After pillow and food fights to while away the time, Jed 26SD212 had slept for much of the flight and we kept other passengers amused by balancing paper cups and coke cans on Jed’s head.

We were approaching the end of our journey for the day flying over California. Arrivals at Los Angeles were very strict after recent terrorist activities of September 11th.

At immigration we were summoned to security. Lucky for us with 13 suitcases and 3 long containers, the security staff took one look at us with that look on their face of ‘’I am not looking through that lot’’ However they made some checks on our documents to verify our equipment and reason for our stay in the USA and were let through with our passports stamped.

On the sidewalk outside the hotel we tried to work out how to stop the hotel courtesy bus from passing us more than three times, we decided that Richard should stand at the head of the ramp awaiting the arrival of the next bus and walk out in to the six lane Daytona racetrack of a highway and proceeded to step in front of the bus with his hand up shouting ‘’Stop bus driver!!!!’’ Seeing the size of Richard the bus driver not wishing do damage the bus stopped.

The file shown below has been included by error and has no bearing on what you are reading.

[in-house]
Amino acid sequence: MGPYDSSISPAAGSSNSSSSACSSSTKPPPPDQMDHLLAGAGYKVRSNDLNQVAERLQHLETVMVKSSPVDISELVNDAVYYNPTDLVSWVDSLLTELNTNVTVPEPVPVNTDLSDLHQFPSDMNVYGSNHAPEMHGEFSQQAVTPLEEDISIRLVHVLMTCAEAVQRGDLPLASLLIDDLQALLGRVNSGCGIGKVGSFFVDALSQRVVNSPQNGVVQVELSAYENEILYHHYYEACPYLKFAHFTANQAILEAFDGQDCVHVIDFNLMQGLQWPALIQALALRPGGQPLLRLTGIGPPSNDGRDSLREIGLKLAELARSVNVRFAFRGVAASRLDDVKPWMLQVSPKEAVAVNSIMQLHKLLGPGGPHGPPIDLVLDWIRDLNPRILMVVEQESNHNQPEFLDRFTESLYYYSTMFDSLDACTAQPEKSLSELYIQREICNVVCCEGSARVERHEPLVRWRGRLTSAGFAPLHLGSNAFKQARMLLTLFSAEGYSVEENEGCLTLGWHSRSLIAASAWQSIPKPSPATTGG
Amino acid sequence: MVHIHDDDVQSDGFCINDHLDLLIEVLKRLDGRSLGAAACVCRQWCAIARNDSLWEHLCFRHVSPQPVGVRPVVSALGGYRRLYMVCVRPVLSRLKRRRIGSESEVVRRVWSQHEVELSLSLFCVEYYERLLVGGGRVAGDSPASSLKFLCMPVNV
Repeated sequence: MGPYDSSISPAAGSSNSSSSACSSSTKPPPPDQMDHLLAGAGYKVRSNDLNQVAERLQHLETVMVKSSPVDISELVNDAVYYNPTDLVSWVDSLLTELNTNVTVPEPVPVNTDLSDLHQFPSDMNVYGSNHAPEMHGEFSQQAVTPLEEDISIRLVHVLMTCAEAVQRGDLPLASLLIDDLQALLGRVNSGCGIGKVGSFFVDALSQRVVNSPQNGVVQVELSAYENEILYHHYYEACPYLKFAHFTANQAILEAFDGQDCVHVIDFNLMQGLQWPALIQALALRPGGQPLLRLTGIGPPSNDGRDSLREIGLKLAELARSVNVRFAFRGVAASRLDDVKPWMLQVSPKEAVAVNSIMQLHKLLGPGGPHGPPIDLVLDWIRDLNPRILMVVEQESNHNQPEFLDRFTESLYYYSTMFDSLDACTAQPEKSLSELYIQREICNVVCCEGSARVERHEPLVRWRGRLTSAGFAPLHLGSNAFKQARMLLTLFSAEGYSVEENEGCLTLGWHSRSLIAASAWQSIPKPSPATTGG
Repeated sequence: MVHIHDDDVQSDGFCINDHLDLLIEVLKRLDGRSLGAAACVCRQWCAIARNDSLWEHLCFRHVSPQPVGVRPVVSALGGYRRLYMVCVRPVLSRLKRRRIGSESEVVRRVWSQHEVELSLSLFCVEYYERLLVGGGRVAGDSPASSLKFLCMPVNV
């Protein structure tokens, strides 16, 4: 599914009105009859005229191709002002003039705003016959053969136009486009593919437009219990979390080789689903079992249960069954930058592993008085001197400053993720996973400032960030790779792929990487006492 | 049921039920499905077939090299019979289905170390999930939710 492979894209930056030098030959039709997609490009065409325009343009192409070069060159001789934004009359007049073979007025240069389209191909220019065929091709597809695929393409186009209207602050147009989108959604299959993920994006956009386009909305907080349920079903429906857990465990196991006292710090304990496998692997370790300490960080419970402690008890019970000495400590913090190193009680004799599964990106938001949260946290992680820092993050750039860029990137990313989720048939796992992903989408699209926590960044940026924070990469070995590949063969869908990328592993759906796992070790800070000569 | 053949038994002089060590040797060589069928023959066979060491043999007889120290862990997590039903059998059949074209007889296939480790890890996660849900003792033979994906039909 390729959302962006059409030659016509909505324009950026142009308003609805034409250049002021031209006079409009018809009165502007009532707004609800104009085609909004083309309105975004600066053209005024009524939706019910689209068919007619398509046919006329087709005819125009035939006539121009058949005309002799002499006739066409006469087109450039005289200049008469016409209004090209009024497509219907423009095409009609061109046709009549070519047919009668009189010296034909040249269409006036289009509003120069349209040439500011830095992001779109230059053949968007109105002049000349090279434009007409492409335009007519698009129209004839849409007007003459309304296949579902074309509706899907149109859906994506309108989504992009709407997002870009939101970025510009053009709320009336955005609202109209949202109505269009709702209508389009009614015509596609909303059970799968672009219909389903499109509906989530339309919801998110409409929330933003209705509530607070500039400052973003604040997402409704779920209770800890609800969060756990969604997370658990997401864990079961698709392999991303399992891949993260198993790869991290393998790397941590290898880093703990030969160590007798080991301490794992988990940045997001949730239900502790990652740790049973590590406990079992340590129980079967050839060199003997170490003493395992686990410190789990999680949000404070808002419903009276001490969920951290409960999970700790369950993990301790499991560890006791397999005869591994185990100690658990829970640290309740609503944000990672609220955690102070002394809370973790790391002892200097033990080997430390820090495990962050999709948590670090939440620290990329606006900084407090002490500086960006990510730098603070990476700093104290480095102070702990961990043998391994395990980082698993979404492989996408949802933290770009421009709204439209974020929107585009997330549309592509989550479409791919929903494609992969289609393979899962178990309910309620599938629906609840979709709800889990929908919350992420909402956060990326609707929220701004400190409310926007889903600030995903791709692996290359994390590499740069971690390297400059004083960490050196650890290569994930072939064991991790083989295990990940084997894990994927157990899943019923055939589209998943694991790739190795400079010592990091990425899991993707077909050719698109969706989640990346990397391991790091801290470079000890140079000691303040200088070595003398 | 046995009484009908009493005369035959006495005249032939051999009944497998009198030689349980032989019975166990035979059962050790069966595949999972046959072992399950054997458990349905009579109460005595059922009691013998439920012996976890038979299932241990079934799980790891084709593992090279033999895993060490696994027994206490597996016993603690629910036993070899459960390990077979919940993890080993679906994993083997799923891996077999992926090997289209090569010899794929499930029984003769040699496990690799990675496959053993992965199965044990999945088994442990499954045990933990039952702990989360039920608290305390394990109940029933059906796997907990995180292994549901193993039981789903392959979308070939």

However the driver did not seem to understand the words FRAGILE on our luggage and proceeded to throw our cases and kick them into his luggage compartment, this filled the bus and other passengers had to put their cases on unoccupied seats and stand up.

We were relieved to arrive at the hotel a few minutes later with Richard realizing that one of his cases was still at LA Airport baggage reclaim. Retrieved and back at the hotel it was time for a meal before getting some sleep.

12/11/01: We had two days in LA, so we took the opportunity to visit Universal Studios in Hollywood. On the advice of the tour guide from VIP Tours, which we highly recommend, we started the visit with a tram tour around the studios. Taking in Jaws, Back to the Future, Mummy, Earthquake and much more, with some surprises of which we were not quite prepared for, getting wet on numerous occasions although thoroughly enjoyable. We decided not to take in too many of the big attractions so as to not waste too much drinking time. The afternoon we spent in City Walk in the Hard Rock Café as outside the rain came down just like home.

13/11/01: Today we decided to take a bus ride to Santa Monica Beach a few miles north of our hotel. Drank a few more beers in a beach bar before heading back to the hotel.